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Excellent analysis, Michael!

Randi's terms remind me of the rigged games at a carnival. He's still a carny at heart, isn't he?

Mark

A documentary here recently about that 15 year old Nepalese boy who has supposedly been meditating constantly without food or water for months featured video of an Indian ascetic who did so under controlled conditions for 10 days, as well as an interview with the neurologist heading the study.

Details here.

The medical report!

And then what of this guy who consumed only water for 411 days?

Would a repeat demonstration of this qualify as paranormal phenomena? If I actually believed the challenge winnable I'd seriously consider going off to India to persuade this guy to come to America and be judged by Supreme Arbiter Randi.

Upon reading Darryn's link, I found this article that tried to debunk it-

http://www.skepticwiki.org/wiki/index.php/Breatharianism

i particularly find the last paragraph interesting:

Apparently, the perceived ability to live without food or water can be duplicated by illusionists and stage magicians. Randi has often suggested that scientific testing of supernatural abilities should be done with the consultation of a magician who understands the effect.

So magician can go replicate the 'illusion' of Breatharianism under controlled setting?

I would LOVE to see that- if not to see how they can demonstrate it, but also seeing them ruining their health.

but then, it seems to Randi that for all the scientific studies in paranormal, we should hire a magician- looks like he's helping magician to find more job opportunities!

obviously, those scientists who are educated and spent years in conducting studies know absolutely nothing whe it comes to experimentation.

sigh.

>If I actually believed the challenge winnable I'd seriously consider going off to India to persuade this guy to come to America and be judged by Supreme Arbiter Randi.

Except Randi's already said that he will reject any "Breatherian"-style claims out of hand ... (See the first of my four posts.) Interesting data, though!

Michael,

This series is an absolutely devastating eviceration of the heart of the "challenge". Thanks for doing it.

Psychic phenomena are affected by negative energy. Just having people around who are "skeptics" can affect the outcome. If "thoughts are things" and consciousness creates reality, being around people who are doubters can affect the outcome. I remember reading in The Conscious Universe by Dean Radin that when people who were being tested got bored their psychic scores lowered. I imagine that any kind of negative energy, hate, anger, jealousy, rage, disbelief, could affect the outcome of a test. That's probably why tests might work one place and not somewhere else.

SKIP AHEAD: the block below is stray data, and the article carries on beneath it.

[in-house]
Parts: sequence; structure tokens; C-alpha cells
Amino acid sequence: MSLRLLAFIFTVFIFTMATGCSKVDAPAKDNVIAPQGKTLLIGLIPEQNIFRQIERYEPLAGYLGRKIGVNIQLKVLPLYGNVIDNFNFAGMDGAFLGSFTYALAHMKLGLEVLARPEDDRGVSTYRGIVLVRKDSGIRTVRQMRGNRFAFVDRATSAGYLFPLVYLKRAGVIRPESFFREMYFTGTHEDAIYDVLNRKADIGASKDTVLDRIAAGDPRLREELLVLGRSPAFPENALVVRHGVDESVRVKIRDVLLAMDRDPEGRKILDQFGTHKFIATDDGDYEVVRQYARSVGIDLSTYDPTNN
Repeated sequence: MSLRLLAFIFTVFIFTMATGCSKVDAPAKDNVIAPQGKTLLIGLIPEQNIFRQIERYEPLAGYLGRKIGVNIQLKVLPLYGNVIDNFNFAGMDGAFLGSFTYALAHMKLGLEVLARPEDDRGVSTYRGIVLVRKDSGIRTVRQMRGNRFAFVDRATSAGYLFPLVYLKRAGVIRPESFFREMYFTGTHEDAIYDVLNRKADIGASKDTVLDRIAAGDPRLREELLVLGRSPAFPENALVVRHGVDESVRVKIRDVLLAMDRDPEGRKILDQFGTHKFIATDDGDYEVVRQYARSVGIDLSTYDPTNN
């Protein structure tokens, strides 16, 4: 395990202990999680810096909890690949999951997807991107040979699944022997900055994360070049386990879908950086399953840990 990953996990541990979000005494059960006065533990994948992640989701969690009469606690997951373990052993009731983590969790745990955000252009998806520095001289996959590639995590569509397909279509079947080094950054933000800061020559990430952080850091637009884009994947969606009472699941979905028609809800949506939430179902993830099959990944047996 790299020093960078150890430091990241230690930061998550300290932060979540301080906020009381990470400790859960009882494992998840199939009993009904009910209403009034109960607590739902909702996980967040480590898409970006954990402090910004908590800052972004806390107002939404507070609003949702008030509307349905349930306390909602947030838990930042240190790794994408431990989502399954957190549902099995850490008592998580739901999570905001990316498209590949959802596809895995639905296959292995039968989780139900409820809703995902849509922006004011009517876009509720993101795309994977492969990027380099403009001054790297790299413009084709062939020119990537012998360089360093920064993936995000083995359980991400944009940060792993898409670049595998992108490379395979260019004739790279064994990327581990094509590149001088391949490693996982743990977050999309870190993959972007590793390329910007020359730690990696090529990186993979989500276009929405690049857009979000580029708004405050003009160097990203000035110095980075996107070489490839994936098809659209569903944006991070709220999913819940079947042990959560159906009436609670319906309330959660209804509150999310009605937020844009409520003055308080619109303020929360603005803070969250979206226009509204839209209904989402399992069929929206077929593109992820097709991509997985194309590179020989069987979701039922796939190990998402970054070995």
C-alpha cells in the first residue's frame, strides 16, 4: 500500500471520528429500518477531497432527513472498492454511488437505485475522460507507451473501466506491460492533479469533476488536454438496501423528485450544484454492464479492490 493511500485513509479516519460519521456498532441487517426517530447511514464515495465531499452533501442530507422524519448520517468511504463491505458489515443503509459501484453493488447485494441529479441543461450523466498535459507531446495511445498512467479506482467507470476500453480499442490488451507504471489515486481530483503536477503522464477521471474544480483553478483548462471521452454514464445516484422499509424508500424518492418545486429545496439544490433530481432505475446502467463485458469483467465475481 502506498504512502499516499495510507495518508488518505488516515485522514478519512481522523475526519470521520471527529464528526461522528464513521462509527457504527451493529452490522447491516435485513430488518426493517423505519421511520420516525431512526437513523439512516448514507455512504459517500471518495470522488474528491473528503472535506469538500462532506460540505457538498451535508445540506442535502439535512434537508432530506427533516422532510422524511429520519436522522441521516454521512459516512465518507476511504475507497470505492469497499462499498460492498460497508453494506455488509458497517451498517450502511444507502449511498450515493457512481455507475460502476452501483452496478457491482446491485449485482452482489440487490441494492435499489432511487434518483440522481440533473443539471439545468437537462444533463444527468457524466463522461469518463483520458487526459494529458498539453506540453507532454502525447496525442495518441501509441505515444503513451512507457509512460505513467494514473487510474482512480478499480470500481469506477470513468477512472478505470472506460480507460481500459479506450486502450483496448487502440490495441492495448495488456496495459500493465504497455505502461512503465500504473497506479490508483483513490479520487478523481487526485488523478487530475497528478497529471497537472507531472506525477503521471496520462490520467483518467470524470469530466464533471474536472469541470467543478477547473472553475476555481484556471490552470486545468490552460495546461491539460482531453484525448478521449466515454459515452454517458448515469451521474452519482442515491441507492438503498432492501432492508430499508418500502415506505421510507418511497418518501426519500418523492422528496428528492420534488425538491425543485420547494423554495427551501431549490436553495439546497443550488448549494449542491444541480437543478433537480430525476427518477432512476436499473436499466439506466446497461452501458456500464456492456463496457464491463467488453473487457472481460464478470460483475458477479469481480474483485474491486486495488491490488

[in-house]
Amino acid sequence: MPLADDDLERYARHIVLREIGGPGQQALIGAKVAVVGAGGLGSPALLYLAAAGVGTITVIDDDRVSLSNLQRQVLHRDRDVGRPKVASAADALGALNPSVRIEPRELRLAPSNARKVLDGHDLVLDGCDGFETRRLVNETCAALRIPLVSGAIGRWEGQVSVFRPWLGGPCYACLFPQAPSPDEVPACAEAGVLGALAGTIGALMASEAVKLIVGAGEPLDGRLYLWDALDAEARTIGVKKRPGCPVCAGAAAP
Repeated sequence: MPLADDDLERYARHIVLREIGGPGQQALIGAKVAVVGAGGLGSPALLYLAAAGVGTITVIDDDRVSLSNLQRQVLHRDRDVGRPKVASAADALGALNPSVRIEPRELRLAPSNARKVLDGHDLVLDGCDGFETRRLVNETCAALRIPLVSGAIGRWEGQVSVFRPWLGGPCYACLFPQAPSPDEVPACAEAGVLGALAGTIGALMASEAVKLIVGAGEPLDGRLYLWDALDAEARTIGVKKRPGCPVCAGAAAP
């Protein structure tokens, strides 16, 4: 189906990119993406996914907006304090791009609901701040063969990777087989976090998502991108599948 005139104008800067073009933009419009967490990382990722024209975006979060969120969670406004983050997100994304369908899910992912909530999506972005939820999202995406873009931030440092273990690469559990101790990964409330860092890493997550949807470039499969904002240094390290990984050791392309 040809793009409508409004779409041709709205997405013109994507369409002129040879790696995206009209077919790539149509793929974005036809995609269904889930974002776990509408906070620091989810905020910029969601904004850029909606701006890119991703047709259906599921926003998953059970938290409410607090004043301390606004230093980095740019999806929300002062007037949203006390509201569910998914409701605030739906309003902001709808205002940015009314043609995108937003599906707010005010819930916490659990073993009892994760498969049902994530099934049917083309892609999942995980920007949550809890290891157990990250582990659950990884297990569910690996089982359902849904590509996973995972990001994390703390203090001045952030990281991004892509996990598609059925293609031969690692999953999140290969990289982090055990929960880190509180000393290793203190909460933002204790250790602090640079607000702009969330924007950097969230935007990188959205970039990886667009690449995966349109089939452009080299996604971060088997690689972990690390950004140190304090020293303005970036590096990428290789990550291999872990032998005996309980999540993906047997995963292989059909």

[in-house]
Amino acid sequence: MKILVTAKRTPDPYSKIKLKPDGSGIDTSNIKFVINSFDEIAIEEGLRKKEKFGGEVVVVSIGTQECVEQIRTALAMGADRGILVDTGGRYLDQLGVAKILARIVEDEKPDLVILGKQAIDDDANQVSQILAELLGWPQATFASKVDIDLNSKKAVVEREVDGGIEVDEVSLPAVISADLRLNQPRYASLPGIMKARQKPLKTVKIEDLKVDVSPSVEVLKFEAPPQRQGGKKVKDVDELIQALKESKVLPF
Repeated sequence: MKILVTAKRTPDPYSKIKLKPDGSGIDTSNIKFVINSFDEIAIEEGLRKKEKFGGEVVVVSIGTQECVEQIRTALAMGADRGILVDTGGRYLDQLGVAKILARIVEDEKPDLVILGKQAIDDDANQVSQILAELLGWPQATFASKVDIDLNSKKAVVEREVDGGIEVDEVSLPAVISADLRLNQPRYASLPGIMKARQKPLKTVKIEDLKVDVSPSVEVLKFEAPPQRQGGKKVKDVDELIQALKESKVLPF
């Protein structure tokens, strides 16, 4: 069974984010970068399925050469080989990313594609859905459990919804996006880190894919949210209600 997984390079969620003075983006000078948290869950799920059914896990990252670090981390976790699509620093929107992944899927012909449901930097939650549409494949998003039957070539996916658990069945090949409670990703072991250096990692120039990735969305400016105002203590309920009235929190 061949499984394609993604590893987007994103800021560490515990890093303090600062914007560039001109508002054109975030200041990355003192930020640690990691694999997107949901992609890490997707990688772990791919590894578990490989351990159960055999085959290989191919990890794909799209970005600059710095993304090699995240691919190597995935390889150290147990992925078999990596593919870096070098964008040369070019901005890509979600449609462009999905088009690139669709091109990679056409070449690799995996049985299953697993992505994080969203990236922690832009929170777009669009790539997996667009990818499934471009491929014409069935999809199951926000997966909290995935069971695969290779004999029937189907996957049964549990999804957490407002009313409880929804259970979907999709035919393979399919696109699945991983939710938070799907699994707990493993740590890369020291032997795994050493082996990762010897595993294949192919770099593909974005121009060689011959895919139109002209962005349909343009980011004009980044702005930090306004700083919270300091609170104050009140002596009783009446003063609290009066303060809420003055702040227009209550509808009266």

A recommended website on the behaviour of ''skeptics'' (not only Randi):
http://www.skepticalinvestigations.org/home.htm

Hey Michael Prescott -- thanks for the excellent excerpts from Magic Randi's mentally "challenge"d application status.

Poor Magic Randi. I, myself, went 8 days without food and water. Proper full-lotus training definitely creates paranormal powers -- telepathy, telekinesis and precognition!

http://springforestqigong.com

I just stumbled into this discussion on the world of James Randi by a very circuitous route of hyperlinks. Thank you for the enlightenment.

I read something about Mr. Randi's Million Dollar Challenge about three years ago and wrote to him to express my opinion that it's a hoax, since it seems to me that what might be considered 'psychic or paranormal experiences' tend to be spontaneous and unpredictable - and therefore are very difficult to 'pin down' - while his challenge is weighted so firmly in the direction of an unreasonable expectation of performance on demand (included allowing yourself to be surrounded by people who are almost willing you to fail), anybody who's had or is capable of having genuine 'psychic or paranormal experiences' would surely stay well away from it.

As somebody has already pointed out, Mr. Randi appears not to be as concerned with the scientific process as with a crusade against people whose view of reality he disagrees with. I'd be interested to know, in fact, what real scientists generally think of his challenge protocol. Does JREF qualify as a religious cult, I wonder?

Incidentally, I joined the JREF Forum earlier this year after the MDC came up again in something else I was interested in and I still pay an occasional visit to see 'what's cooking'. I have to say Mr. Randi's very good at catching out scammmers and what I call 'woo woo mongers' - that's his strength, perhaps, that comes from his own background - and I believe he should be applauded for that. However, I'm less than impressed by his constant suggestions that anything metaphysical - as in, outside that which can be physically observed and measured - is by default a supernatural fantasy. I can't say I'm a believer in the paranormal myself - in fact, I was involved in a series of skirmishes earlier this year on the subject of what exactly quantum physics tells us, or not, and sided with the skeptics. However, sensible people, I do believe, can appreciate that many areas of the human experience exist in what is currently nothing more than 'uncharted territory' and it doesn't necessarily follow that researchers in those areas are 'away with the fairies' - the perception that Mr. Randi seems intent on foisting upon us.

My ten cents worth in passing. :)

You know, to prove something paranormal you don't have to go to Randi. If you believe that Randi is faking the challenge, there are other people who are willing to test you. But still, every time these things are tested by proper scientist, the people claiming to be capable of flying or whatever, backs out, or are proven a fraud.

And of course, the "bad energy from the skeptic affects the test"? Come on.. Surely you can come up with a better excuse than that one. In my opinion, "it only works if you believe in it" is a load of...

An excellent critique! Thanks.

With these Rules, Randi is merely ensuring that his time is not wasted. Someone who has a legitimate claim to the prize and applies for it correctly should have no problem. People certainly -have- successfully applied in the past. The reason we haven't heard anything is because when it finally got to the experimental phase, they failed to demonstrate their ability.